If there’s one thing nerds of a certain age universally agree on, it’s this: Toys (for kids and young adults) these days SUUUCK!
Oh, sure–today’s younglings have video games that would make 8 year old, Atari 2600 playing me drop dead of a pleasure-induced brain hemorrhage. And there will always be timeless classics like LEGO (and by the way: CURSE, children of today, for having LEGO Stores!). But as far as action figures–and their accompanying vehicles, playsets, and other miscellany go: The playthings of my 1980s childhood beat the piss out of anything the 21st century has yet to come up with–it’s not even a contest.
But this feature isn’t about how much new toys blow (that’s another feature), instead, the old and decrepit among the Nerd Bastards staff have decided to present you, the reader, with a series of tributes to the overpriced hunks of plastic of yore. Magnificent toy lines that make us forget how lonely and miserable our ACTUAL childhoods were.
In this weeks Toys We Miss column, I take you back to a marvelous era, when a toy’s worth was measured in how likely it was to put your little sister in therapy. We check out the creepy faced hand puppets known as Boglins.
WHAT ARE THEY?:
Meet the BOGLINS!
Creepy, ugly, unpleasant latex puppets that had a surprisingly long run of popularity for such a simple toy with little backstory, and no accompanying media (cartoons, movies, comic books, etc…). They were marketed by Mattel, but produced by a company called Seven Towns, which was actually a combination of Action GT and Ideal (we’ve discussed Ideal in the past).
As implied, the main selling point of the Boglin line seemed to be their capacity to frighten and/or disgust: A selling point that would go on to be used in lines like Creepy Crawlers, Mad Scientist, My Pet Monster, Madballs, and others.
Boglins first appeared on the scene in 1986, and were discontinued in 1994. An attempt was made to revive the line in 2000 (for the British and French toy markets, anyway), but we’ll get to that later.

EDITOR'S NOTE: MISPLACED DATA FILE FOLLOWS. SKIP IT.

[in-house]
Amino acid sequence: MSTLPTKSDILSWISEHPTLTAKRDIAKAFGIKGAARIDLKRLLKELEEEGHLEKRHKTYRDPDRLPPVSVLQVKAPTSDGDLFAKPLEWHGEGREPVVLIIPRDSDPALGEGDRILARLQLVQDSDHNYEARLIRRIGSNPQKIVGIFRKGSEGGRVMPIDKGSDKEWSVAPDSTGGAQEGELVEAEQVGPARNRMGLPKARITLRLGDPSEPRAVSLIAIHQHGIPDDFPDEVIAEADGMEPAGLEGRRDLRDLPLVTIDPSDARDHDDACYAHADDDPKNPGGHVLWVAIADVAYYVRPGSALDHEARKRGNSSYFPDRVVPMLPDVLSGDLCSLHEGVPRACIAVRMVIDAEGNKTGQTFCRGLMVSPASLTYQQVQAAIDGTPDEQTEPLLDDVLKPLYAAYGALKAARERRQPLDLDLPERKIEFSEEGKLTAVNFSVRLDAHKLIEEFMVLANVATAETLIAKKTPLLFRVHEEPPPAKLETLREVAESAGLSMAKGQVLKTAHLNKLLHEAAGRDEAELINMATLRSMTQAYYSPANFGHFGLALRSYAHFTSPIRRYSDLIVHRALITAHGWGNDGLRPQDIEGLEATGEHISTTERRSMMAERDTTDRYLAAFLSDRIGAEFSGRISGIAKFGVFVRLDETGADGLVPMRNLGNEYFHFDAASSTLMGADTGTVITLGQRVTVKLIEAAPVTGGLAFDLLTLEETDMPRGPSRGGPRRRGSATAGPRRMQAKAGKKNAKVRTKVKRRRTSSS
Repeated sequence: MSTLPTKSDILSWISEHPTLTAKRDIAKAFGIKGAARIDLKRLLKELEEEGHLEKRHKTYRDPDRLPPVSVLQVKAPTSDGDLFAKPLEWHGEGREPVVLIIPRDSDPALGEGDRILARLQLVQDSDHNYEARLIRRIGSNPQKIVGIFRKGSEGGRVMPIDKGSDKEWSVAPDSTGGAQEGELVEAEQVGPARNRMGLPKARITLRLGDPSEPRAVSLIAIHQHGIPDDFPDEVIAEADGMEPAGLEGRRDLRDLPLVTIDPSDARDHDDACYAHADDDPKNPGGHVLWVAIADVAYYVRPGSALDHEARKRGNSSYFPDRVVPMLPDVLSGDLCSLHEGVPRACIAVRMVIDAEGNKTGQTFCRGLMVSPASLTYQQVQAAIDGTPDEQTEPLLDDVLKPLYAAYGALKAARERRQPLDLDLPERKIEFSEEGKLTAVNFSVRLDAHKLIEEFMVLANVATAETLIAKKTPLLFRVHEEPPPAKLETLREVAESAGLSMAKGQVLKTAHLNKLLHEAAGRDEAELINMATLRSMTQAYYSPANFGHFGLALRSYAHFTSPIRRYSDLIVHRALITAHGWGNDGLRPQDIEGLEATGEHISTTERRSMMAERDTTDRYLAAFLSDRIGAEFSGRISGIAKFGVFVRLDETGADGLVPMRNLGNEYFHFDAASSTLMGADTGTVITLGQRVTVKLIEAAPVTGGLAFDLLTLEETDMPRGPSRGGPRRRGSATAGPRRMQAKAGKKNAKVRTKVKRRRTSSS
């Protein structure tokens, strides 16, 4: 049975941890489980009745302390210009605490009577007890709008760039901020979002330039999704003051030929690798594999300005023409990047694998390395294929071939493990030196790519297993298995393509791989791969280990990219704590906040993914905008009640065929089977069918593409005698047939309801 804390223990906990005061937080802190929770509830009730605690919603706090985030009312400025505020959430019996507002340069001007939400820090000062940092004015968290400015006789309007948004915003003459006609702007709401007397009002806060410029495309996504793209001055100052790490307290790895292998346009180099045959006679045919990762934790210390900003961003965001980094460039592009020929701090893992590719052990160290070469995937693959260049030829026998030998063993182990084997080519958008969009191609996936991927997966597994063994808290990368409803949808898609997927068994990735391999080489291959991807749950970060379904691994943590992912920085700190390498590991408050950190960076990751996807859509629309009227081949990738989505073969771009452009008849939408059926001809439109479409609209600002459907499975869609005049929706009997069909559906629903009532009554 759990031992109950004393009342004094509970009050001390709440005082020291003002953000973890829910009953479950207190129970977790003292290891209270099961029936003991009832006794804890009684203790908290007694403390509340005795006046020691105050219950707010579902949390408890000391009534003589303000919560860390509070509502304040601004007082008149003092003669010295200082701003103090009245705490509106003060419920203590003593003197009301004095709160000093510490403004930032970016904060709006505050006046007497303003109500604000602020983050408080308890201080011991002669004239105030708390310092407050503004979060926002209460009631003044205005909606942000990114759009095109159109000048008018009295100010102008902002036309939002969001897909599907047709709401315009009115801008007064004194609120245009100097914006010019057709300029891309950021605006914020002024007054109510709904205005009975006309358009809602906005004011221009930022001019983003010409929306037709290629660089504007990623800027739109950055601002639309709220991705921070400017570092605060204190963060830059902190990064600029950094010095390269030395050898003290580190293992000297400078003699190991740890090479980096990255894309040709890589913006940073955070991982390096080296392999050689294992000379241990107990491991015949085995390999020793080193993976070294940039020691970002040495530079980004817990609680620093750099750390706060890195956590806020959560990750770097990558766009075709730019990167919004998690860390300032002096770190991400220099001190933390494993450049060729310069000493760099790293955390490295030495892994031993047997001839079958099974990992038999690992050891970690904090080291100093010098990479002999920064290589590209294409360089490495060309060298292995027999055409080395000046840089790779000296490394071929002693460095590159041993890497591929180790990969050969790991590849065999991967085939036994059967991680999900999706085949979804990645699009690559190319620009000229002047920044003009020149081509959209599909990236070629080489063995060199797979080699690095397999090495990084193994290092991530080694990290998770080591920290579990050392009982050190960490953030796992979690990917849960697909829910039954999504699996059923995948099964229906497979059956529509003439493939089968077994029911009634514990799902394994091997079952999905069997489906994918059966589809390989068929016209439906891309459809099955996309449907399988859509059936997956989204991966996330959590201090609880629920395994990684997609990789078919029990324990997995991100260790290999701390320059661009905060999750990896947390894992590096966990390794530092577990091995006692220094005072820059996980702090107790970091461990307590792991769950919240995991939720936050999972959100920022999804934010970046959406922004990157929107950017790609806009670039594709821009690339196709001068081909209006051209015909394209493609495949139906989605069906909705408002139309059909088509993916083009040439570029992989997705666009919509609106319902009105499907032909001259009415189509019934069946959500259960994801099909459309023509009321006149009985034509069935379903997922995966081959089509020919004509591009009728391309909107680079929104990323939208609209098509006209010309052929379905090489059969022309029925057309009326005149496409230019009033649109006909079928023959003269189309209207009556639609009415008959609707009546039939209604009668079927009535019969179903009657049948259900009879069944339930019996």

These are what most folk picture when they reminisce about Boglins (and who doesn’t reminisce about Boglins?) . These are the three original large models: Dwork, Vlobb, and Drool–shown here under their British names: Dwork, Plunk, and Flurp. Why Britain felt they needed different names is beyond me, but the line did extremely well in the U.K., perhaps even better than it did here.
Large Boglins were memorable for their unique, cagelike packages–one of the few toys out there whose boxes were essentially another toy–the plastic bars could be raised or lowered. Also, their glow-in-the-dark (80’s Toy Rule #1: If any part of the toy glows in the dark, it is automatically at least 70% cooler) eyes could move left to right thanks to a small lever that could be actuated with a finger while operating the puppet.
Small Boglins were kinda the redheaded stepchildren of the Boglin extended family: Less detailed, unmoveable eyes, barless cage boxes, The originals were called Splat, Blap, Bonk, Doink, Klang, Squidge, and Squit in the U.K. and Europe–and Squidge, Shlump, Shlurp, Sponk, Squawk and Squeel in the USA.
I never knew anyone who had or wanted a small Boglin. With larges being the obviously preferable option, I imagine these little bastards existed solely for parents who wanted a really asshole way to tell their children they were adopted.
These are the Soggy Boglins, and they strike me as a good example of a toy company trying desperately to fix something that wasn’t broken. The original Boglins were just fine the way they were (the large ones, at least). But for some reason, Mattel insisted on ramping up the weird. The Soggies weren’t even the only subspecies of Boglin that was created: There were several other varieties produced over the line’s 8 year run, but most are so rare and forgotten as to not really deserve discussion here.
The Soggies, along with being modeled after aquatic animals, each had their own little special feature: Snish the fish squirted water, Slogg the frog had a sticky tongue, and Slobster the lobster’s claw opened and closed.